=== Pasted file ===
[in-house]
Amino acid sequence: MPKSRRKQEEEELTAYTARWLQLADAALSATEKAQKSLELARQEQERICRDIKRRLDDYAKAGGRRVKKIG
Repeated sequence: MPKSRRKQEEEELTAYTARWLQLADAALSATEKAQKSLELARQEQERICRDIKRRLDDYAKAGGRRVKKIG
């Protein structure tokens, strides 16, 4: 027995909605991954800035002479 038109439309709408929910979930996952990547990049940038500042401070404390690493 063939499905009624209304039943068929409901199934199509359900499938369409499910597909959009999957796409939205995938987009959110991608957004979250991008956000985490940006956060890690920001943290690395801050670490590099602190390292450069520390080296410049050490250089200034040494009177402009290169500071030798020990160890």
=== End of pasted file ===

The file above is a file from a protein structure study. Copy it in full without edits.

[in-house]
Amino acid sequence: MPKSRRKQEEEELTAYTARWLQLADAALSATEKAQKSLELARQEQERICRDIKRRLDDYAKAGGRRVKKIG
Repeated sequence: MPKSRRKQEEEELTAYTARWLQLADAALSATEKAQKSLELARQEQERICRDIKRRLDDYAKAGGRRVKKIG
């Protein structure tokens, strides 16, 4: 027995909605991954800035002479 038109439309709408929910979930996952990547990049940038500042401070404390690493 063939499905009624209304039943068929409901199934199509359900499938369409499910597909959009999957796409939205995938987009959110991608957004979250991008956000985490940006956060890690920001943290690395801050670490590099602190390292450069520390080296410049050490250089200034040494009177402009290169500071030798020990160890």